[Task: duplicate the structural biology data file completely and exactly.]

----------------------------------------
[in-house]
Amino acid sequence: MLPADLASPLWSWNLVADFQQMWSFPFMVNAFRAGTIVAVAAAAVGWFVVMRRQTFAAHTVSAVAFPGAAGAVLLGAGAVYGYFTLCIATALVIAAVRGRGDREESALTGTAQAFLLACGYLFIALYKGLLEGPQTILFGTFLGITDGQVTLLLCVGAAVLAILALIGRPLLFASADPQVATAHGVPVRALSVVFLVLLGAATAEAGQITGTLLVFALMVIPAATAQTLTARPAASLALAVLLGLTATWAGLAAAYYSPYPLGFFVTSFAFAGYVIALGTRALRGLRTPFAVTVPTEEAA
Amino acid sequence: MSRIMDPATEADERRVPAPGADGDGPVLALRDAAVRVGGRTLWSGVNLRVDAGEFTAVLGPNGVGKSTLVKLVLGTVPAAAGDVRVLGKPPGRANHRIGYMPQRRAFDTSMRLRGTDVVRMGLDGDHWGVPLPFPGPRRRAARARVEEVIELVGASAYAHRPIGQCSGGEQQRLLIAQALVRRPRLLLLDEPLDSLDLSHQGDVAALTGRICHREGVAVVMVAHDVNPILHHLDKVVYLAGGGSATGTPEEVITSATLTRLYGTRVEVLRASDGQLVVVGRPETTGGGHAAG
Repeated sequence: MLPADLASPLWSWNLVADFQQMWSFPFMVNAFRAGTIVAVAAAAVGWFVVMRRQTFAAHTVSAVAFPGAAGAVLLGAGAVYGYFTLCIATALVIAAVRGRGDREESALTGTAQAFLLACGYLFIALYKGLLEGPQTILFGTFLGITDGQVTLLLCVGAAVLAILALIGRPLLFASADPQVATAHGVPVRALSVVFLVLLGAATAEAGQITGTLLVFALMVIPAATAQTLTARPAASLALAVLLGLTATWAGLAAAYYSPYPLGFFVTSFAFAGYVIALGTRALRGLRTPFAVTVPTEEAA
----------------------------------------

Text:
[in-house]
Amino acid sequence: MLPADLASPLWSWNLVADFQQMWSFPFMVNAFRAGTIVAVAAAAVGWFVVMRRQTFAAHTVSAVAFPGAAGAVLLGAGAVYGYFTLCIATALVIAAVRGRGDREESALTGTAQAFLLACGYLFIALYKGLLEGPQTILFGTFLGITDGQVTLLLCVGAAVLAILALIGRPLLFASADPQVATAHGVPVRALSVVFLVLLGAATAEAGQITGTLLVFALMVIPAATAQTLTARPAASLALAVLLGLTATWAGLAAAYYSPYPLGFFVTSFAFAGYVIALGTRALRGLRTPFAVTVPTEEAA
Amino acid sequence: MSRIMDPATEADERRVPAPGADGDGPVLALRDAAVRVGGRTLWSGVNLRVDAGEFTAVLGPNGVGKSTLVKLVLGTVPAAAGDVRVLGKPPGRANHRIGYMPQRRAFDTSMRLRGTDVVRMGLDGDHWGVPLPFPGPRRRAARARVEEVIELVGASAYAHRPIGQCSGGEQQRLLIAQALVRRPRLLLLDEPLDSLDLSHQGDVAALTGRICHREGVAVVMVAHDVNPILHHLDKVVYLAGGGSATGTPEEVITSATLTRLYGTRVEVLRASDGQLVVVGRPETTGGGHAAG
Repeated sequence: MLPADLASPLWSWNLVADFQQMWSFPFMVNAFRAGTIVAVAAAAVGWFVVMRRQTFAAHTVSAVAFPGAAGAVLLGAGAVYGYFTLCIATALVIAAVRGRGDREESALTGTAQAFLLACGYLFIALYKGLLEGPQTILFGTFLGITDGQVTLLLCVGAAVLAILALIGRPLLFASADPQVATAHGVPVRALSVVFLVLLGAATAEAGQITGTLLVFALMVIPAATAQTLTARPAASLALAVLLGLTATWAGLAAAYYSPYPLGFFVTSFAFAGYVIALGTRALRGLRTPFAVTVPTEEAA